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This article is about the type of character. For other meanings, see Hero (disambiguation).
Distinguish heroine, "female hero," from heroin, the drug.

In mythology and folklore, a hero (male) or heroine (female) is an eminent character who quintessentially embodies key traits valued by its originating culture. The hero commonly possesses superhuman capabilities or idealized character traits which enable him or her to perform extraordinary, beneficial deeds (i.e., a "heroic deed") for which he or she is famous (compare villain).



A person normally becomes a hero by performing an extraordinary and praiseworthy deed. Traditional deeds are slaying of monsters and saving people from certain death. A hero normally fulfills the definitions of what is considered good and noble in the originating culture. However, in literature, particularly in tragedy, the hero may also have serious flaws which lead to a downfall, e.g. Hamlet.

Sometimes a real person might achieve enough status to become a hero in people's minds. This is usually complemented by a rapid growth of myths around the person in question, often attributing to him or her powers beyond those of ordinary people.

Some social commentators prescribe the need for heroes in times of social upheaval or national self-doubt, seeing a requirement for virtuous role models, especially for the young. Such myth-making may have worked better in the past: current trends may confuse heroes and their hero-worship with the cult of mere celebrity.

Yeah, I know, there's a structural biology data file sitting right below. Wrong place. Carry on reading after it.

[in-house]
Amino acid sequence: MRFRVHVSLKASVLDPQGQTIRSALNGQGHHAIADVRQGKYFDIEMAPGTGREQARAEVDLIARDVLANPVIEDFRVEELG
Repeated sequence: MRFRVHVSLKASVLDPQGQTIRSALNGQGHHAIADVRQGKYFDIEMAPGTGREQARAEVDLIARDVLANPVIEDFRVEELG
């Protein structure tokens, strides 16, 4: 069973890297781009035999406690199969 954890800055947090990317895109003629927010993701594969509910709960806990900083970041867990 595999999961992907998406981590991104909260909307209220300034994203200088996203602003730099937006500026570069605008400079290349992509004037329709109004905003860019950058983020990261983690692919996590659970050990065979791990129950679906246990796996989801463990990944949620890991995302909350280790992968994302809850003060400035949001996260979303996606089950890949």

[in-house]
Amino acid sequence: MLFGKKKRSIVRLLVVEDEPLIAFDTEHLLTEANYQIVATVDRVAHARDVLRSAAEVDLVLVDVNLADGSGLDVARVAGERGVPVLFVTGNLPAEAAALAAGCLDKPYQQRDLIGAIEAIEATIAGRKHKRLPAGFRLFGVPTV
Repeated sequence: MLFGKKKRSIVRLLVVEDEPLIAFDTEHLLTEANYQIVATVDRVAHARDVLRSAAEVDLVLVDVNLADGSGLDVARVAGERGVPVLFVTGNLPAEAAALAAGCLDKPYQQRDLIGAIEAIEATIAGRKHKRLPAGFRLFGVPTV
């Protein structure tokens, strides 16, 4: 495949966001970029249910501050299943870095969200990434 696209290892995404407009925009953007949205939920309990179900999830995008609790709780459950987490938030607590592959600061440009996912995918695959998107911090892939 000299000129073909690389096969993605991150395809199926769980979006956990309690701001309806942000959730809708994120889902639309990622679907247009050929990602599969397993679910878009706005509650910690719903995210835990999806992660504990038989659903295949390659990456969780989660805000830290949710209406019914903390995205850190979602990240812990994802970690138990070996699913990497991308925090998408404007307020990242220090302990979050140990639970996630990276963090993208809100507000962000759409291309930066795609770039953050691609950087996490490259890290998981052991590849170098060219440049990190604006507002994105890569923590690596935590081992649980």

Well-known heroes approach the gods in status in some cultures. The word hero comes from ancient Greek, where it describes a culture hero who figures in mythology. The Greek heroes were often the mythological characters who were the eponymous founders of Greek cities, states, and territories. These mythological heroes were not always role models or possessed of heroic virtue; many were demigods, the offspring of mortals and the gods. The age when heroes of this sort were active, and where the stories of Greek mythology were set, is frequently known as the "heroic age"; the heroic age ends shortly after the Trojan War is over and the legendary combatants have returned to home or exile.

The classic hero often came with what Lord Raglan (a descendant of the FitzRoy Somerset, Lord Raglan) termed a "potted biography" made up of some two dozen common traditions that ignored the line between historical fact and mythology. For example, the circumstances of the hero's conception are unusual; an attempt is made by a powerful male at his birth to kill him; he is spirited away; reared by foster-parents in a far country. Routinely the hero meets with a mysterious death, often at the top of a hill; his body is not buried; he leaves no successors; he has one or more holy sepulchres.

Most European indigenous religions feature heroes in some form. Germanic, Hellene and Roman heroes, along with their attributes and forms of worship have been largely absorbed by the Orthodox and Catholic denominations of Christianity, forming the basis of modern day Saint worship.

In opera and musical theatre, the hero/heroine is often played by a tenor/soprano (more vulnerable characters are played by lyric voices while stronger characters are portrayed by spinto or dramatic voices.)

In modern movies, the hero is often simply an ordinary person treated unfairly by society who prevails in the end.

A book of recent fame, dealing with the telling of heroic stories, is called The Hero with a Thousand Faces by Joseph Campbell.

See also

Look up hero on Wiktionary, the free dictionary.
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